Long time since I wanted to make a blog post about voice technologies! Here comes the time thanks to the opening talk I gave at the recent Voices workshop in Pretoria at CSIR (South Africa). Those who have been following my work since 2006 know how passionate I’m about IVR and related technologies, and I’ve spent the last 4 to 5 years developing expertise, and experimenting different types of services in different countries from India to Mali to Ghana etc. I will try to explain why IVR sounds so exciting to me, what are the major opportunities and but also major challenges, what is the state of the art, and what is, IMHO, the future.
For me, voice technologies (aka IVR Interactive Voice Response) are close to a magic bullet in the ICTD/M4D domain. There is no competing technology today that has the following characteristics:
- It can work on absolutely all phones
- It can work on all mobile networks
- It uses a very well-known functionality of the phone (dialing a number)
- It can be used in all languages of the world
- It is accessible to people who cannot read and write
SMS or USSD present some of the features, particularly related to the first 2 points, and a bit of the third (but only a bit, see for instance the World Bank Report Maximizing Mobile that mentions SMS usage rate in some countries), but can hardly cope with the last two. I’m not going to write here a detailed analysis of pro and cons of each mobile technology, I should write a dedicated blog post for that, but there is clearly no competing technology today in particular when it comes to providing direct services to illiterate populations in rural areas.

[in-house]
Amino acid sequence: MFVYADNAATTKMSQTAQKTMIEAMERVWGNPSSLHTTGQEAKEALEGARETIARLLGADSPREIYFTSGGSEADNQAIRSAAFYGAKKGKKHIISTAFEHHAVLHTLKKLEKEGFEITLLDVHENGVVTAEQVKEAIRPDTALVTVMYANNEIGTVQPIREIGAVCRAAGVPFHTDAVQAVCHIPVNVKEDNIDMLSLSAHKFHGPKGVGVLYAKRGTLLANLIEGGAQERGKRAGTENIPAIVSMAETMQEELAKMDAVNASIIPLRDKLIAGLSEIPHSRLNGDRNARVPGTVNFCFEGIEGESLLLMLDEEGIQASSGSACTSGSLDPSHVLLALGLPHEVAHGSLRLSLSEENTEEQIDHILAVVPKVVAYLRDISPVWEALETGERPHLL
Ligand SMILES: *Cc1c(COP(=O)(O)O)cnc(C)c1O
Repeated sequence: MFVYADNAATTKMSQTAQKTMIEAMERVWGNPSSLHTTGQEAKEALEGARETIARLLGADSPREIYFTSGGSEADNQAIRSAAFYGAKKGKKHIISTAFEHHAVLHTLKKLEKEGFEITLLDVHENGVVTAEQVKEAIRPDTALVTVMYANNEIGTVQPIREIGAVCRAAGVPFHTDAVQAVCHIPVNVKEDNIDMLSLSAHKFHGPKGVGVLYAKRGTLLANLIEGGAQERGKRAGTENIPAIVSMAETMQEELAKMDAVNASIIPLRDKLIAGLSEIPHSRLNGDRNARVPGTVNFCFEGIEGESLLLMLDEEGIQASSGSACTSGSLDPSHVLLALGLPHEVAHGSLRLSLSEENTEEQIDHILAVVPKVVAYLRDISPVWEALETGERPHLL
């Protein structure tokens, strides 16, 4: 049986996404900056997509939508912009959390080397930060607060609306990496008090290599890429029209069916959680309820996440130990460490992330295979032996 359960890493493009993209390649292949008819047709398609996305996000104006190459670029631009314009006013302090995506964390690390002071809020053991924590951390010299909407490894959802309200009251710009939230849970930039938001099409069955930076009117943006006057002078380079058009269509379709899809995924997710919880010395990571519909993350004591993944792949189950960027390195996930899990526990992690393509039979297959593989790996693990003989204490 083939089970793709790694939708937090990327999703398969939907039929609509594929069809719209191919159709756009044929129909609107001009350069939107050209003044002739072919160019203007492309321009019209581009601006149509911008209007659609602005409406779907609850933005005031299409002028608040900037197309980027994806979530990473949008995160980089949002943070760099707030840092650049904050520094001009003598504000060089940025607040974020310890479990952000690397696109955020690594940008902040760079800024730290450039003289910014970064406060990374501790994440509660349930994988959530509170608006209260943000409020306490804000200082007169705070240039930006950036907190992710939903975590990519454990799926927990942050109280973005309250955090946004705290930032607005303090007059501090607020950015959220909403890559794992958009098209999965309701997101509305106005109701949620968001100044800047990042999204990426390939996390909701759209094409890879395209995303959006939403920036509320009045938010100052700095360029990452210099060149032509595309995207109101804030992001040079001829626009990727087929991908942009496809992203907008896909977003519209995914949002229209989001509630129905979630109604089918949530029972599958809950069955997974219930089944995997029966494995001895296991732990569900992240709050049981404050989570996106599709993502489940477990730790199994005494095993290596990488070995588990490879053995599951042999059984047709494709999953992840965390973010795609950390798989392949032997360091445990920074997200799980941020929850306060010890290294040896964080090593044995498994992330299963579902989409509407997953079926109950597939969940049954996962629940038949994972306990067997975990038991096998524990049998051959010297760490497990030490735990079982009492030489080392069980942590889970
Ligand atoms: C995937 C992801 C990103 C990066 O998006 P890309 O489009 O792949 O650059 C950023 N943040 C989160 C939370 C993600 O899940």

On the other end, obviously, if IVR was a full magic bullet, then there will be no debate. There are also a few challenges that are quite hard to tackle. I believe we can sort these challenges in 3 categories: User Interface design, Speech technologies, and Hosting/Deployment.
The first class of challenges and probably the most difficult one is the user interface design. Lots of people have tried using IVR for BOP services, and most of them have largely failed due to user interface/user interaction design. First of all, training is essential. People, in most cases, while they know how to dial a number, have always reached a human. Now they dial, and reach a voice which is not a human, and does not usually answers the normal greetings procedure. This is the first barrier. In my experience, training users is critical, and providing support material that users can use to remember the process helps a lot. For instance, the use of visuals, like a flyer with the call flow of the application (what are the options and the different steps – see the pic. aside) makes a huge difference.